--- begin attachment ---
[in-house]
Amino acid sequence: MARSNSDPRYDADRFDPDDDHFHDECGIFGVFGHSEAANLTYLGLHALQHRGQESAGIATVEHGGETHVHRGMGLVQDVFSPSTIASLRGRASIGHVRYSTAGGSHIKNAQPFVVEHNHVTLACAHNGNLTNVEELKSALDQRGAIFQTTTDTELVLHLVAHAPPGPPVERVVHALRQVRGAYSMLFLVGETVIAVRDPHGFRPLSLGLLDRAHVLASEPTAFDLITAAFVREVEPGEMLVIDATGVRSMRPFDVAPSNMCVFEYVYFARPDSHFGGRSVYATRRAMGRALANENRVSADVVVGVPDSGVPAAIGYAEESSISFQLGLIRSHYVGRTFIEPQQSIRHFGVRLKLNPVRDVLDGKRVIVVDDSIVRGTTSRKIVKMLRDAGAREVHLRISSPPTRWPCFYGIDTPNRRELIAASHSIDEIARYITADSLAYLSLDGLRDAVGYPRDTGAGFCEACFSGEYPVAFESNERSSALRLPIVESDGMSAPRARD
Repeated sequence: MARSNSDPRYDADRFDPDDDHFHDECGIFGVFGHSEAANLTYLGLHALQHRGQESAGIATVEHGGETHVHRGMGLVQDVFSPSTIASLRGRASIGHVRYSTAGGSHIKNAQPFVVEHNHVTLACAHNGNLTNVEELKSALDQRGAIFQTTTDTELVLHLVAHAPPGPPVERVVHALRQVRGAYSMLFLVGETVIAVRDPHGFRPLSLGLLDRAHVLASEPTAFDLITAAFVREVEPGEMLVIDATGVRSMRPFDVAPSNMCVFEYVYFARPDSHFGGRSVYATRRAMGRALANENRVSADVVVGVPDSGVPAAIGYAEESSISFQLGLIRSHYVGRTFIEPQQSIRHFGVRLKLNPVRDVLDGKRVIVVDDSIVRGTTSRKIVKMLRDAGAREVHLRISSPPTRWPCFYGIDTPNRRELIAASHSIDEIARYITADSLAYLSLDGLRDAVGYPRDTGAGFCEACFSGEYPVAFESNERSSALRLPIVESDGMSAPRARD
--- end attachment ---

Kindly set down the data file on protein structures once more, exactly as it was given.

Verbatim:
[in-house]
Amino acid sequence: MARSNSDPRYDADRFDPDDDHFHDECGIFGVFGHSEAANLTYLGLHALQHRGQESAGIATVEHGGETHVHRGMGLVQDVFSPSTIASLRGRASIGHVRYSTAGGSHIKNAQPFVVEHNHVTLACAHNGNLTNVEELKSALDQRGAIFQTTTDTELVLHLVAHAPPGPPVERVVHALRQVRGAYSMLFLVGETVIAVRDPHGFRPLSLGLLDRAHVLASEPTAFDLITAAFVREVEPGEMLVIDATGVRSMRPFDVAPSNMCVFEYVYFARPDSHFGGRSVYATRRAMGRALANENRVSADVVVGVPDSGVPAAIGYAEESSISFQLGLIRSHYVGRTFIEPQQSIRHFGVRLKLNPVRDVLDGKRVIVVDDSIVRGTTSRKIVKMLRDAGAREVHLRISSPPTRWPCFYGIDTPNRRELIAASHSIDEIARYITADSLAYLSLDGLRDAVGYPRDTGAGFCEACFSGEYPVAFESNERSSALRLPIVESDGMSAPRARD
Repeated sequence: MARSNSDPRYDADRFDPDDDHFHDECGIFGVFGHSEAANLTYLGLHALQHRGQESAGIATVEHGGETHVHRGMGLVQDVFSPSTIASLRGRASIGHVRYSTAGGSHIKNAQPFVVEHNHVTLACAHNGNLTNVEELKSALDQRGAIFQTTTDTELVLHLVAHAPPGPPVERVVHALRQVRGAYSMLFLVGETVIAVRDPHGFRPLSLGLLDRAHVLASEPTAFDLITAAFVREVEPGEMLVIDATGVRSMRPFDVAPSNMCVFEYVYFARPDSHFGGRSVYATRRAMGRALANENRVSADVVVGVPDSGVPAAIGYAEESSISFQLGLIRSHYVGRTFIEPQQSIRHFGVRLKLNPVRDVLDGKRVIVVDDSIVRGTTSRKIVKMLRDAGAREVHLRISSPPTRWPCFYGIDTPNRRELIAASHSIDEIARYITADSLAYLSLDGLRDAVGYPRDTGAGFCEACFSGEYPVAFESNERSSALRLPIVESDGMSAPRARD